Am. Samoa Hospital CEO: Dialysis Will Continue At LBJ

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Patients reassured after temporary closure due to supplies recall

By Joyetter Feagaimaalii-Luamanu

PAGO PAGO, American Samoa (The Samoa News, June 9, 2015) – LBJ Hospital CEO, Taufete’e John Faumuina assures that dialysis patients have nothing to worry about as the hospital is bringing in the "liquid bicarbonate concentrate" via air freight through Fax Cargo and that treatment for dialysis resumed last Friday evening.

Last week the dialysis clinic closed for two days after the "liquid bicarbonate concentrate" was recalled by the manufacturer Frensius Medical Care Rental Therapies Group. Dialysis Head Nurse, Olita Tafiti explained that the recalled product — NaturaLyte Liquid Bicarbonate Concentrate — is used in the treatment of acute and chronic renal failure during hemodialysis.

According to Taufete’e, 128 cases arrived via the Pacific Air Cargo flight (last Friday afternoon) and the Hawaiian Air flight Friday night.

Nurses at the dialysis unit told Samoa News that supplies from Friday would only last up until Tuesday, however Taufete’e dismisses the concern, noting that it will last up until Wednesday, June 10.

He told Samoa News that 36 cases were scheduled to arrive on Monday afternoon with an additional 186 cases arriving Monday night on the HAL flight. After those two deliveries, 222 cases will be on hand and that would last up until June 13. Taufete’e further told Samoa News that Governor Lolo Matalasi Moliga has requested assistance from Congresswoman Aumua Amata for transport for the remaining 1,350 cases. The LBJ CEO said that amount would take them up to July 6, after which their regular shipment of bicarbonate will arrive via container.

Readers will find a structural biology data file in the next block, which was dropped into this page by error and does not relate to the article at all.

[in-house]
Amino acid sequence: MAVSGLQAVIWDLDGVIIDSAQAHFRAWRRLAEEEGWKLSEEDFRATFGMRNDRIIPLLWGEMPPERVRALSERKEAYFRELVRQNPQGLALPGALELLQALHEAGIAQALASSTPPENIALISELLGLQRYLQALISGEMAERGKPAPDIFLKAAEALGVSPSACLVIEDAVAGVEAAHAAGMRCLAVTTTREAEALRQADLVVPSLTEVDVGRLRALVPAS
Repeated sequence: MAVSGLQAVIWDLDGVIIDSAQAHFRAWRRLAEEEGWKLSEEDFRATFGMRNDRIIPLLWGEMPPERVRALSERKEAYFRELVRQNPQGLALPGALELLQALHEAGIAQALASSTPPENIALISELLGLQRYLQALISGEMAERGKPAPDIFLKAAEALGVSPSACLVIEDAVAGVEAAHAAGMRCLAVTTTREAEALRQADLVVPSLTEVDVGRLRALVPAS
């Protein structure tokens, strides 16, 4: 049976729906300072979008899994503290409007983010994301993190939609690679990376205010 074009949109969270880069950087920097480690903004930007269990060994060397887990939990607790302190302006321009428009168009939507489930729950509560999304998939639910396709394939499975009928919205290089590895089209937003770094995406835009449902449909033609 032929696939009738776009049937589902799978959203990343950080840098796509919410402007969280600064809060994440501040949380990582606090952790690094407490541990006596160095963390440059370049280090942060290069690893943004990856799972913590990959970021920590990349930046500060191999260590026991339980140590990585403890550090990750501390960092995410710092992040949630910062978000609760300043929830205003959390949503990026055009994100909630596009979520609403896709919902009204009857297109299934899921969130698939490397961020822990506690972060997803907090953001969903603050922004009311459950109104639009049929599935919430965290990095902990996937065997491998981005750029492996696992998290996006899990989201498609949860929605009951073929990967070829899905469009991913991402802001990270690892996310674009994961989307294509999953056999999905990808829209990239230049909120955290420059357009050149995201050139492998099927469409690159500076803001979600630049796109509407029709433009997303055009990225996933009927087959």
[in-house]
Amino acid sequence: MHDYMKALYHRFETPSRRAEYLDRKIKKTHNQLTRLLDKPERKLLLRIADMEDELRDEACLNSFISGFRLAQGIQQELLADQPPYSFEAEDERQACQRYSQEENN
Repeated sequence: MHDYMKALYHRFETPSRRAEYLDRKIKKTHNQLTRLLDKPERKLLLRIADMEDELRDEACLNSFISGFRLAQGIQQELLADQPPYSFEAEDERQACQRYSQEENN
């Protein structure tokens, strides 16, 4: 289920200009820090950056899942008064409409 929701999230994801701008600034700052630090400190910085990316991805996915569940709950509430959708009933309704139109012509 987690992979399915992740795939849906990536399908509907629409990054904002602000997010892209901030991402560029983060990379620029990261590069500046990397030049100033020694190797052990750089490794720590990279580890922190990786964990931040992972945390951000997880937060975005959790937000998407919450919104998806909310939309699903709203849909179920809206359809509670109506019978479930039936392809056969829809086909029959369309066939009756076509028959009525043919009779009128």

"At present, the dialysis operation is back to normal. With respect to disposal of the unused bottles that were recalled and the empty bottles included in the recall order, the manufacturer and supplier authorized LBJ to use our normal disposal procedures, handled by our Safety Officer according to EPA standards."

Samoa News asked if the hospital is paying for the freight or if the company that recalled their product is paying it. According to the CEO, the hospital will settle the freight costs by air with the supplier at a later time, however for now the hospital has to absorb these costs to avoid delay of shipments. "Of course, we will ask for reimbursement as the problem originates from them, not us."

Samoa News understands the hospital had to pay $10,000 in freight to get one of the shipments sent on Friday, released. It is unknown if the other also had to be paid up front.

Samoa News asked if the hospital had in place a back up plan for situations such as these to avoid the temporary closing of the dialysis unit, and Taufete’e stated that using airfreight is their plan B for emergency cases such as these.

"That is our back-up plan, using air freight, which is very costly. Our normal plan is using ocean freight and our next shipment is due July 6. Ocean or surface shipment is less expensive versus air freight."

Samoa News was told by LBJ that no dialysis patients were seen at the hospital ER during the two day closure of the dialysis unit, however Samoa News spoke to two such patients, who were at the ER due to problems from non dialysis treatment.

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